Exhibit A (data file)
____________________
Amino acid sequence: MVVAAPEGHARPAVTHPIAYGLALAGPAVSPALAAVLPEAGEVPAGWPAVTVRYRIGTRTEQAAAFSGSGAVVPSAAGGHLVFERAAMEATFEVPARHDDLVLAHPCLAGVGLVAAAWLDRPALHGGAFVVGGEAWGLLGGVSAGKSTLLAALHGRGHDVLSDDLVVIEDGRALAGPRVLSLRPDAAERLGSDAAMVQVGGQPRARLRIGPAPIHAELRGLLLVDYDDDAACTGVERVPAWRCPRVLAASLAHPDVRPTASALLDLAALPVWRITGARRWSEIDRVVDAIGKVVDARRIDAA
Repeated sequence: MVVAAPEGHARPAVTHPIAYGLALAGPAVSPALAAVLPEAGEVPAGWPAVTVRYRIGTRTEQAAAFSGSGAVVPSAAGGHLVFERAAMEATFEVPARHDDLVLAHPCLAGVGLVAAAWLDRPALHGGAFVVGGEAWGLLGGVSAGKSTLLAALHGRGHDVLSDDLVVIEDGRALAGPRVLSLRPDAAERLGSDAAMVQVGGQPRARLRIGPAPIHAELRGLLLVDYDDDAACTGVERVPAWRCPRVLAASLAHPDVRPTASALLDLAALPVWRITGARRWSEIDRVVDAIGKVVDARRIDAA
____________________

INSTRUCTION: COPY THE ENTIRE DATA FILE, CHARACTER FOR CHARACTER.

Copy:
Amino acid sequence: MVVAAPEGHARPAVTHPIAYGLALAGPAVSPALAAVLPEAGEVPAGWPAVTVRYRIGTRTEQAAAFSGSGAVVPSAAGGHLVFERAAMEATFEVPARHDDLVLAHPCLAGVGLVAAAWLDRPALHGGAFVVGGEAWGLLGGVSAGKSTLLAALHGRGHDVLSDDLVVIEDGRALAGPRVLSLRPDAAERLGSDAAMVQVGGQPRARLRIGPAPIHAELRGLLLVDYDDDAACTGVERVPAWRCPRVLAASLAHPDVRPTASALLDLAALPVWRITGARRWSEIDRVVDAIGKVVDARRIDAA
Repeated sequence: MVVAAPEGHARPAVTHPIAYGLALAGPAVSPALAAVLPEAGEVPAGWPAVTVRYRIGTRTEQAAAFSGSGAVVPSAAGGHLVFERAAMEATFEVPARHDDLVLAHPCLAGVGLVAAAWLDRPALHGGAFVVGGEAWGLLGGVSAGKSTLLAALHGRGHDVLSDDLVVIEDGRALAGPRVLSLRPDAAERLGSDAAMVQVGGQPRARLRIGPAPIHAELRGLLLVDYDDDAACTGVERVPAWRCPRVLAASLAHPDVRPTASALLDLAALPVWRITGARRWSEIDRVVDAIGKVVDARRIDAA